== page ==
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Winter nor'easter hits Norwalk, Conn., Jan. 4, 2018. Video by Erik Trautmann

Media: The Hour

BRIDGEPORT — Residents were bracing for another nor’easter this week even as they were cleaning up from last weekend’s killer storm that left hundreds of thousands without power across the country.

The next winter blast in the Northeast U.S. is expected to strike late Tuesday afternoon, with a winter storm watch in place for much of the Northeast from Pennsylvania to Maine, including New York City, Hartford and Boston, according to the National Weather Service.

Snowfall of five to nine inches is forecast for some places, with up to a foot in isolated areas.

Last weekend’s storm was responsible for at least one death in Connecticut and eight in neighboring states as high winds toppled trees onto roads and power lines.

The nor'easter also continued to cause travel delays and power outages into this week, and resulted in some of the worst damage since Superstorm Sandy in 2012.

The storm knocked out Amtrak service between Washington, D.C., and New York before it was restored Saturday morning. Other train lines were similarly affected.

As of early evening Monday, about 500 homes in the Danbury area were still without power, among them the neighborhoods along Long Ridge and Birch roads and Hakim Street, said Eversource spokesman Mitch Gross.

Close to 100 customers in Ridgefield, 60 in New Fairfield, almost 60 in New Milford, nearly 50 in Sherman and close to 40 in Bethel did not have power by 4 p.m. Monday. Dozens of customers in Redding, Brookfield, Newtown and other nearby towns were also without power.

Gross said Eversource hoped to restore power by 11 p.m. Monday.

At the height of the storm, the Stamford mayor’s office said as many as 76 roads in Stamford were closed. Those roads have since been cleared and are considered “passable,” according to Ted Jankowski, Director of Public Safety, Health and Welfare.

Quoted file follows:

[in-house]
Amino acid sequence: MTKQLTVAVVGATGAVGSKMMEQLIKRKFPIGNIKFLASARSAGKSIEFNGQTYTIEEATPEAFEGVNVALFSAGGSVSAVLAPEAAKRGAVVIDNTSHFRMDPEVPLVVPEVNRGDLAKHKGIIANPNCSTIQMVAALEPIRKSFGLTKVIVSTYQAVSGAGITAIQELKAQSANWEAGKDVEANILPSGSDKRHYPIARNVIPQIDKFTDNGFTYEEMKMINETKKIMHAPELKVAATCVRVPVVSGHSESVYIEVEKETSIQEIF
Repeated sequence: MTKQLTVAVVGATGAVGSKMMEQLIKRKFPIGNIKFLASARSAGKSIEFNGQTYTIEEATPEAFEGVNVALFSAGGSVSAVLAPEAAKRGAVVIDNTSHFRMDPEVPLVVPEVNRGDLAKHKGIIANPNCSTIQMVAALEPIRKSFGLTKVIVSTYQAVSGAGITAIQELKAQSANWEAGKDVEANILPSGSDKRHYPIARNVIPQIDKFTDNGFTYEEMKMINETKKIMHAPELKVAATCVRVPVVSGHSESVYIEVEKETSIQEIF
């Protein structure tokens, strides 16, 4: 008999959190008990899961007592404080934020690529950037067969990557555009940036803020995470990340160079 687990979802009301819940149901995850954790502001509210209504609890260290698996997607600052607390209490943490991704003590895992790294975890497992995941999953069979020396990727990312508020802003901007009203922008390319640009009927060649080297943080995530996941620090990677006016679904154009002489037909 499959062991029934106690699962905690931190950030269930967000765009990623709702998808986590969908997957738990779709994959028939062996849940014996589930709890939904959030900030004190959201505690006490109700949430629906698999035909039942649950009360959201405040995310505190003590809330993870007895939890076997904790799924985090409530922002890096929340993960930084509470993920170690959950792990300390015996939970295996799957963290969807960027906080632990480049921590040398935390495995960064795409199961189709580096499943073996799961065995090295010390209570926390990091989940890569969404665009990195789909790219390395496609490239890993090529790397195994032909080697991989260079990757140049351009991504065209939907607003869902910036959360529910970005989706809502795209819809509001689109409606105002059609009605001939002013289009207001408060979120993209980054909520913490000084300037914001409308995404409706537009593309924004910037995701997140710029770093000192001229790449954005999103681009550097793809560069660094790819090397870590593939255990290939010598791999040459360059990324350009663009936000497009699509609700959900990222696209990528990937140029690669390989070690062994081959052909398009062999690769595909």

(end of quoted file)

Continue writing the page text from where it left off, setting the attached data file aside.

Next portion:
Jankowski said the city’s 911 center fielded more than 1,100 calls reporting weather-related incidents over the weekend, including 14 motor vehicle wrecks, one water rescue, three structural collapses, 11 arching wires on fire and 44 calls for civilian assists.

The storm also brought down approximately 65 trees throughout the city and downed power lines, leaving thousands in Fairfield County without power.

As of 3:45 p.m. Monday, an estimated 900 Greenwich residents and a few hundred Stamford, New Canaan, Darien and Norwalk residents were still without power.

Crews in Greenwich worked Monday morning to clear trees and get power lines back up and running but many roads remained blocked or closed.

The Greenwich Parks and Trees Division said it responded to more than 140 calls this weekend.

Connecticut remains under a winter storm watch through mid-week.

“Plan on difficult travel conditions, including during the evening commute on Wednesday. Significant reductions in visibility are possible,” the NWS said.

As is always the case with these type of storms, the track of the low pressure system will decide how much snow, rain, or mixed precipitation will fall.

If the storm comes closer to the coast, bringing in warmer temperatures, the shoreline would likely see a rain/snow mix.

A further south and east movement would yield a little less precipitation, but colder, with all the precipitation being snow.

Tides are expected to be one to two feet higher with changes of flooding.